Coronavirus: Holland America Line ships win ‘humanitarian’ transit of Panama Canal

Holland America Line has won permission for coronavirus-hit cruise ship Zaandam to pass through the Panama Canal.

Confirmation came in a video message via Twitter from the line’s president Orlando Ashford to passengers and crew.

But uncertainty surrounds where Zaandam and sister ship Rotterdam will be allowed to dock in the US.

Both ships were stuck off the coast of Panama at the weekend awaiting permission for the transit of the canal so they could head to Florida for passengers to be flown home on repatriation flights.

Four passengers have died on Zaandam while 53 others and 85 crew were reported with flu-like symptoms. Two tested positive for Covid-19.

Groups of healthy passengers were transferred to the Rotterdam while medical supplies were provided to Zaandam.

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One of the British passengers transfered from Zaandam told Travel Weekly: “They have finished the transfers and we have 800 guests on the Rotterdam and it is now not a regular cruise but a humanitarian rescue mission.

“We have been told we can transit the Panama canal on a humanitarian basis that is why they have granted us permission.”

Almost 230 British passengers were on board Zaandam, which set off from Buenos Aires on March 7 on an itinerary which was due to end in San Antonio in Chile on March 21.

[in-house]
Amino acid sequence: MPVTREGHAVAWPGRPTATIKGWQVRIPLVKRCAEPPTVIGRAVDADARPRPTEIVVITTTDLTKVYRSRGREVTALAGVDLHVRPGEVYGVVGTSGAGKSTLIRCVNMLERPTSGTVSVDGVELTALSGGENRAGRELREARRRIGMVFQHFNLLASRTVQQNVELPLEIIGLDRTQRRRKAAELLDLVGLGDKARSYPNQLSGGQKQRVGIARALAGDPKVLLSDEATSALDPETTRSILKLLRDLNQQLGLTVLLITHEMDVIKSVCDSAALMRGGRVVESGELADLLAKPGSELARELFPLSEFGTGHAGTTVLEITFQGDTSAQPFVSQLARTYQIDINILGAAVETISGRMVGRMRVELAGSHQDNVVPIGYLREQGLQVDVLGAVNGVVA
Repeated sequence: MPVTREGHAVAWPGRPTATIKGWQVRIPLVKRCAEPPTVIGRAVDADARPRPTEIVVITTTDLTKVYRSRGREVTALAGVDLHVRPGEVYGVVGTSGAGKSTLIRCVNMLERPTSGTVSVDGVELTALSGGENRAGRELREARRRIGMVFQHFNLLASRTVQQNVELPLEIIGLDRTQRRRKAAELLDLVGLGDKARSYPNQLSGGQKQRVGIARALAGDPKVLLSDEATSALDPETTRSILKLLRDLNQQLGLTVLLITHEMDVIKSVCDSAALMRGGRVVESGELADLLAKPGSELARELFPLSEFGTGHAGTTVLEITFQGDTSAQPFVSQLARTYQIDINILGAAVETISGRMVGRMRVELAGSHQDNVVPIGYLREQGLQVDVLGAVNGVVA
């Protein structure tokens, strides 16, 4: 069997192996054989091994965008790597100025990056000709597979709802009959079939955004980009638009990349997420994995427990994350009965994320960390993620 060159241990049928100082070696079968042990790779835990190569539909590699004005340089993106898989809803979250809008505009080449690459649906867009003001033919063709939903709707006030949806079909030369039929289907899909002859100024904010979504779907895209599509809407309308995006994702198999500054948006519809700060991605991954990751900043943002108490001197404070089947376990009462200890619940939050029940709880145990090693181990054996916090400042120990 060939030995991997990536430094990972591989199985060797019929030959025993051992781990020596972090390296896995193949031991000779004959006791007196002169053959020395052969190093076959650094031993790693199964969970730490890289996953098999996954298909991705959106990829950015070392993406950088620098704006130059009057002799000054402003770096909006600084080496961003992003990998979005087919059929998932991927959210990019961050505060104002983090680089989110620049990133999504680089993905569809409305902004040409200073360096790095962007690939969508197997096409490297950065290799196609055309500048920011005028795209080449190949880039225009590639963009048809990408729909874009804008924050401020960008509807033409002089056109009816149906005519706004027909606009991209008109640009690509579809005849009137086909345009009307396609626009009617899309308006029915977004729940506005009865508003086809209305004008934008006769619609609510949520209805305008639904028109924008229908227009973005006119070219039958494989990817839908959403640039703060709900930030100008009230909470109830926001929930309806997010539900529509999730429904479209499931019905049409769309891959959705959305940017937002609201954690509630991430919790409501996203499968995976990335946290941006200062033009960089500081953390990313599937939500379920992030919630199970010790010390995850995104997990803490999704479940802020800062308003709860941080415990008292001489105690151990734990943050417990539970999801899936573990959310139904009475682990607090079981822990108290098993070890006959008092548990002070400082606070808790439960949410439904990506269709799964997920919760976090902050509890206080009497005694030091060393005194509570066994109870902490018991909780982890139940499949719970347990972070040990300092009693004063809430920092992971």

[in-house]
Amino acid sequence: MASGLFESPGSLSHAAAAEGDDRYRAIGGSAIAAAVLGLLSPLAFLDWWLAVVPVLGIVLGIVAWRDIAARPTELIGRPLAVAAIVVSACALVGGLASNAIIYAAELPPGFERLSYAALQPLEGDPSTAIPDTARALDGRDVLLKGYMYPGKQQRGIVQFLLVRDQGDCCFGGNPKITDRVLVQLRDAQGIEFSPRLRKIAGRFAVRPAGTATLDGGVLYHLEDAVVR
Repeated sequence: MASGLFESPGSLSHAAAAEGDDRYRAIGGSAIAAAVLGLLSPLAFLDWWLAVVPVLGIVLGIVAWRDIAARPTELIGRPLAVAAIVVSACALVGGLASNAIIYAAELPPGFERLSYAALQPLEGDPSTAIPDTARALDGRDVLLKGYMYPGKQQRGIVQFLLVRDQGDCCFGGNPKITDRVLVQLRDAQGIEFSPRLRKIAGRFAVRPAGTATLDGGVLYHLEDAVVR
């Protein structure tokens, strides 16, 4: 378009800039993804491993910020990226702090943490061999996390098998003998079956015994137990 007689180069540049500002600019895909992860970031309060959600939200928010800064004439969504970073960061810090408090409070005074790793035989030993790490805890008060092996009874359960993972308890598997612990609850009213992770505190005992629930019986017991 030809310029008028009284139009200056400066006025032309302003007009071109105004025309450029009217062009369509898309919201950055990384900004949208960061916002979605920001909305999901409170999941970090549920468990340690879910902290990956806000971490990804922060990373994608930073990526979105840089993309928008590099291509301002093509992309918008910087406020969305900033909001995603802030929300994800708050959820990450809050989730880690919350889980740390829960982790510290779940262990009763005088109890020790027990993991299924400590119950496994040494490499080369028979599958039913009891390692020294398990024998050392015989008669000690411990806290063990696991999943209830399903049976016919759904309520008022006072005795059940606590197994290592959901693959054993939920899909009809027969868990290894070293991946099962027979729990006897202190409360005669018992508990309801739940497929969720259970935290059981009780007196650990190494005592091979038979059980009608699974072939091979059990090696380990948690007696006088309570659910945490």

However, the vessel, carrying 1,243 passengers and 586 crew, was barred from various ports in South America since gaining provisions in Valparaiso, Chile, on March 20-21.

HAL hopes both vessels will be able to sail to Fort Lauderdale although it remains unclear if authorities in Florida will allow them to dock.

A spokeswoman for Port Everglades said the line had not yet received approval to enter the port.

“Should Holland America receive approval to transit the Panama Canal, it would take about three days for the ship to reach South Florida,” she added.

“Holland America must then submit a plan prior to arrival that addresses a long list of unified command requirements for entry into a port.”

However, Ashford confirmed that both ships had gained permission to enter the Panama Canal to allow them to head east towards Florida “and safety”.

He said: “We know this has been a bumpy road, a bumpy ride but you guys have been great in terms of being supportive of the crew, being supportive of one another and working with us so we can get both ships, the Rotterdam and the Zaandam, with all of our guests, appropriately distributed across the two ships and in a situation where they continue to be safely isolated and that we can make our way through the canal and make our way towards the next part of our journey, which is getting to a place where you can now make your way home.”

Ashford did not specify where the final destination for the two ships would be.

Instead, he added that “much more details” would be made available shortly in terms of the exact timings.

A Foreign Office spokesman said: “We are doing all we can to help British people on board the Zaandam cruise ship.

“Our staff are in close contact with the cruise operator and the authorities in the region to ensure British people can get home safely.”

Foreign secretary Dominic Raab is reportedly poised to announce plans for commercial and charter flights to repatriate up to one million Britons stranded overseas.

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